The Ontario Science Centre has been developing, fabricating and touring travelling exhibitions internationally for over 35 years. The Ontario Science Centre's International Sales Department establishes relationships and partnerships with science centres and museums around the world to market our products and services. Our most recent travelling exhibition, MindWorks, establishes a rich backdrop for 21st century learning. The exhibits directly engage participants in problem solving, using their working memory, critical thinking, self-directed learning, self-regulation, and mindfulness of their emotions, thoughts, and choices. A guided meditation within the exhibition has been particularly celebrated as a mechanism to introduce a valuable coping skill.
Mr. Mikko Myllykoski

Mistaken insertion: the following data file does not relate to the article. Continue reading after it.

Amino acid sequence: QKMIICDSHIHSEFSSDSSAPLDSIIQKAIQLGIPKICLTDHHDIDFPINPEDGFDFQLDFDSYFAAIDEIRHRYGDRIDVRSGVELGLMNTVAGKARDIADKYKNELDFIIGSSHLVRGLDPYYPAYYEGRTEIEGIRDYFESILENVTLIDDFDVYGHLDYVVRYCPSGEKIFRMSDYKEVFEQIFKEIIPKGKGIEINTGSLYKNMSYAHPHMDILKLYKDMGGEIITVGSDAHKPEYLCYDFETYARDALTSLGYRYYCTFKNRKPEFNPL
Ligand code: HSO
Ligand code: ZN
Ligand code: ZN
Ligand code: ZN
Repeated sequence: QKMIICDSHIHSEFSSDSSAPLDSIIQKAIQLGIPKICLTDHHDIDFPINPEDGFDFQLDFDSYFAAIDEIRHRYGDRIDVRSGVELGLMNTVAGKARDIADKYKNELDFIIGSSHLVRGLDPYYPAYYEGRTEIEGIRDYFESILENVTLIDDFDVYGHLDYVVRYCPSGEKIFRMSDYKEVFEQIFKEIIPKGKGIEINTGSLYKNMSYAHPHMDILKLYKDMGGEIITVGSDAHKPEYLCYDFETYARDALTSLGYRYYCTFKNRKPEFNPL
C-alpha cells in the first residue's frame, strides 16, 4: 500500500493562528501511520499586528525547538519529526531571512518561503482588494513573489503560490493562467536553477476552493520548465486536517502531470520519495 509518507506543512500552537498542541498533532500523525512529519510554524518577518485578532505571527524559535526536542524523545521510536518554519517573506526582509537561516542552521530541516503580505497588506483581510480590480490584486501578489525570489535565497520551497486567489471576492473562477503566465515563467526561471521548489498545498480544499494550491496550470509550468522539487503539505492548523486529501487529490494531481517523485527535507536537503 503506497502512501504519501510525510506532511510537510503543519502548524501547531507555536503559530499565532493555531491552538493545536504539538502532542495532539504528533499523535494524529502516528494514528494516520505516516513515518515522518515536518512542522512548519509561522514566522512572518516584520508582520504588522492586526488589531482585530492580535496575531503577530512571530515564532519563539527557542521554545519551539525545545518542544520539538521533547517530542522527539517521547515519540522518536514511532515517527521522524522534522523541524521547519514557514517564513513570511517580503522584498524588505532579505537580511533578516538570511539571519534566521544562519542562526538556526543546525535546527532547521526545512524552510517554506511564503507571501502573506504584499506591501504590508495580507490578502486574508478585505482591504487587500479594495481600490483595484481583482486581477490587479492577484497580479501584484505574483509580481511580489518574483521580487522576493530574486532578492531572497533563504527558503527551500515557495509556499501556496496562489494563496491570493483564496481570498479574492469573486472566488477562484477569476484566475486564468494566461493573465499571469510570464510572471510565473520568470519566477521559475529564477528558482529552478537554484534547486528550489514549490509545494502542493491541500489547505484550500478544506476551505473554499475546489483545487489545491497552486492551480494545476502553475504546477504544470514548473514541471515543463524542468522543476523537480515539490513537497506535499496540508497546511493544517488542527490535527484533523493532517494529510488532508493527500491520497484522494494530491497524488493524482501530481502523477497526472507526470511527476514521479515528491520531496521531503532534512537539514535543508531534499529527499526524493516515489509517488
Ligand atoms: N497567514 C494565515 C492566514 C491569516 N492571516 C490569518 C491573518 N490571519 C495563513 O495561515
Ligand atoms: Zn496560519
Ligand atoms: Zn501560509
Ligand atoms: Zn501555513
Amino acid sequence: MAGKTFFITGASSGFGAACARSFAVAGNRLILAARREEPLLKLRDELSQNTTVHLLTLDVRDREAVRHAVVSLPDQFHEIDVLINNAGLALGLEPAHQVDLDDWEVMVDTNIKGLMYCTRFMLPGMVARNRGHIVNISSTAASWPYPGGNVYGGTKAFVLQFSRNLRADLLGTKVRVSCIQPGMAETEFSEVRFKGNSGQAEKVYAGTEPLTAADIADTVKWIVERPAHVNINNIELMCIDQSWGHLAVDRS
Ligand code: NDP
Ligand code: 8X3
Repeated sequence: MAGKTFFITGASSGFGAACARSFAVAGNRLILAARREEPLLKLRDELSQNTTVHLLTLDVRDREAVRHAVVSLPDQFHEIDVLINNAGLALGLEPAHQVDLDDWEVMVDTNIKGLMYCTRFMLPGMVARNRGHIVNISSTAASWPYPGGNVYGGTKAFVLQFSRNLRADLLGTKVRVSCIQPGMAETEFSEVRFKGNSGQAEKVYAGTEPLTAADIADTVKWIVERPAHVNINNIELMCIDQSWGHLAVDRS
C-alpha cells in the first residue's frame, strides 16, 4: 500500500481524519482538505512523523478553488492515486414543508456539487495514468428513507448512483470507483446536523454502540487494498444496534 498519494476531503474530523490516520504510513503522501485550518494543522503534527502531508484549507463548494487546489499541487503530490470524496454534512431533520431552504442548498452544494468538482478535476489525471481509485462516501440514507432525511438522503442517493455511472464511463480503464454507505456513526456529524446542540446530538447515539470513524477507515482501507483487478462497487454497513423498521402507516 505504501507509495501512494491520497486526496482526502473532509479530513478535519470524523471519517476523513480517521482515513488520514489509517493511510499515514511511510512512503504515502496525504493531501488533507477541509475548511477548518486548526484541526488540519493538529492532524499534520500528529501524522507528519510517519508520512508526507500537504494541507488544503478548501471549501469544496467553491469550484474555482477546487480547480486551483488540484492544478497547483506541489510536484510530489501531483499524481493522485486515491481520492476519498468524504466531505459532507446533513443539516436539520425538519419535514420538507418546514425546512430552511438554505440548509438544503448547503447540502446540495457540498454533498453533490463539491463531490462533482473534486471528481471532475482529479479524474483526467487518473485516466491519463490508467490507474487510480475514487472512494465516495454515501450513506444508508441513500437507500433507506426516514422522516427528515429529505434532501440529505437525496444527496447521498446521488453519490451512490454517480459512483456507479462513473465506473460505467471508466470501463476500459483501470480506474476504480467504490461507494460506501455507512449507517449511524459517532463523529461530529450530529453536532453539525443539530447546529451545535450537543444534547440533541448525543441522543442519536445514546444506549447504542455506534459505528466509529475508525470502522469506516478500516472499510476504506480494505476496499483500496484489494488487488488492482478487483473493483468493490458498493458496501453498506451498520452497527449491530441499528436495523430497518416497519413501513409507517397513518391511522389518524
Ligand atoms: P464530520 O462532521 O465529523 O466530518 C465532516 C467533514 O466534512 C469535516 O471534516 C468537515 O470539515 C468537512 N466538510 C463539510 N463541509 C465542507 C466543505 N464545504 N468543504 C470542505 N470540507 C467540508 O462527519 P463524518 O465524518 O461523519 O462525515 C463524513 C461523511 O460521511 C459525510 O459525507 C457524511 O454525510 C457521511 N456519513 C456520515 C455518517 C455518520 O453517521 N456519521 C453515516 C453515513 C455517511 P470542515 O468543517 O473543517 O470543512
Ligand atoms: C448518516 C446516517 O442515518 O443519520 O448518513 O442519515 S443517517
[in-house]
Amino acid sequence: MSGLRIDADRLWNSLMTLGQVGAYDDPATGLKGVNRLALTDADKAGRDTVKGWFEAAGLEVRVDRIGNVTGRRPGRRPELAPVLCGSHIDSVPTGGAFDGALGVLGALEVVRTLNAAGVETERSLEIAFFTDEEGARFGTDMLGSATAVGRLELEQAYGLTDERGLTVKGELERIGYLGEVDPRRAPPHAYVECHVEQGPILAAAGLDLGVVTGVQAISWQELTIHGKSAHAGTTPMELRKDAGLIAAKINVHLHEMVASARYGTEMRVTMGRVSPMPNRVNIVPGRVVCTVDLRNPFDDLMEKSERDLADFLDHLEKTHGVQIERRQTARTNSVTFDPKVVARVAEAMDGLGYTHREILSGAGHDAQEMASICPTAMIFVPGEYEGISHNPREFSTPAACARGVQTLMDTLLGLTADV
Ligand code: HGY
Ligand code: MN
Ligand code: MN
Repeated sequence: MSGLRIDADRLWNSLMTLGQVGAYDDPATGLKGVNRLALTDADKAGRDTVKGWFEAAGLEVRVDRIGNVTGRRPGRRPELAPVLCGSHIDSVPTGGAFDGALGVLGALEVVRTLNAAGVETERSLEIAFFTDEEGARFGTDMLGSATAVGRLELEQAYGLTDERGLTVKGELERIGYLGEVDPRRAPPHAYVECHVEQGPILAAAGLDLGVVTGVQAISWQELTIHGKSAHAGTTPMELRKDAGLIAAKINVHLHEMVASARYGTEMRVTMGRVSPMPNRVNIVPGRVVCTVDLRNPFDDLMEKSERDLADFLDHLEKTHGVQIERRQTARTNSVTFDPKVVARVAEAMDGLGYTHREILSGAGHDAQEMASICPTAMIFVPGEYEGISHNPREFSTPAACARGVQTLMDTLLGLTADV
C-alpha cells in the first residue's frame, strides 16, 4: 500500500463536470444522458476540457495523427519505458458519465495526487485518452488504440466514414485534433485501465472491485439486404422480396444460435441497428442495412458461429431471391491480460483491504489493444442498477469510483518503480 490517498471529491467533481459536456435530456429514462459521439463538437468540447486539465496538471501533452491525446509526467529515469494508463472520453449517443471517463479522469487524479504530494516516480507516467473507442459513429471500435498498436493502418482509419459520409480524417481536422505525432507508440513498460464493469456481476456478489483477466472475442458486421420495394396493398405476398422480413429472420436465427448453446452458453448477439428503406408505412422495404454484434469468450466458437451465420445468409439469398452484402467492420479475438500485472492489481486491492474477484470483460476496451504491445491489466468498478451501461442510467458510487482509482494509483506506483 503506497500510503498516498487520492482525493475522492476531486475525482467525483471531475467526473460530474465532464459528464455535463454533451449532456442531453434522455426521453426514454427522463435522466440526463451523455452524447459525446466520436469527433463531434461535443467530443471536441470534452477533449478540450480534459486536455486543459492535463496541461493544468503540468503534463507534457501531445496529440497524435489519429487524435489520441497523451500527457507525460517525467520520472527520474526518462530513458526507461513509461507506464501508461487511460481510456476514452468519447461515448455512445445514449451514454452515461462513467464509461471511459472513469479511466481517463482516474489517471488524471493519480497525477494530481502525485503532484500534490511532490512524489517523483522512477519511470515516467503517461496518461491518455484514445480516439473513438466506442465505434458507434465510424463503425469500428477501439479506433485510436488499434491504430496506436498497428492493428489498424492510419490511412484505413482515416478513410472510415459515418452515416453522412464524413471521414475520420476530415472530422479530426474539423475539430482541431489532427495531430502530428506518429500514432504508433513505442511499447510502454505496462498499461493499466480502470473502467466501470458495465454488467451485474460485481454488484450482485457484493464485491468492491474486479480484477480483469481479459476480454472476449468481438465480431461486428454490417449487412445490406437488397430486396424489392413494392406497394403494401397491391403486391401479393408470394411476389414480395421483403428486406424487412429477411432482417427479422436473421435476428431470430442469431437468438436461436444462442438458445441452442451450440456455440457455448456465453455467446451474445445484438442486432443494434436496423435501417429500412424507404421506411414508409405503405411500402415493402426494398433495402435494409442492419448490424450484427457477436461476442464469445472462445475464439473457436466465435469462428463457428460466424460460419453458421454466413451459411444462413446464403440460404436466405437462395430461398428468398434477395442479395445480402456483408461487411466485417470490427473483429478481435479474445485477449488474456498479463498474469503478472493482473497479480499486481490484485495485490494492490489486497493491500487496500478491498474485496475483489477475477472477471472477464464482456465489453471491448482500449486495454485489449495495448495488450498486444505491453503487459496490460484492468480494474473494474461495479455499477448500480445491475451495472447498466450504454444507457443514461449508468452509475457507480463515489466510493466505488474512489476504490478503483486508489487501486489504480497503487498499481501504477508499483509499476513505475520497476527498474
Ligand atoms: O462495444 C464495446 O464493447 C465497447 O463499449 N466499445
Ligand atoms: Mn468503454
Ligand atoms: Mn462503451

Heureka, the Finnish Science Centre
Two New Touring Exhibitions From Heureka as Human Response to Impacts of Climate Change Synopsis
Two recent touring exhibitions from Heureka – Facing Disaster and Wild Wild Wood are both linked to the issue of climate change. Wild Wild Wood is an invitation to discover and interact with the good properties of massive wood: a renewable source material to build sustainable societies. Facing Disaster is an exhibition on societal resilience in the times of increasing natural catastrophes – or are they all that natural? The exhibition marries immersive projected art spaces of nature’s strongest forces with genuine human interaction when help is needed and provided.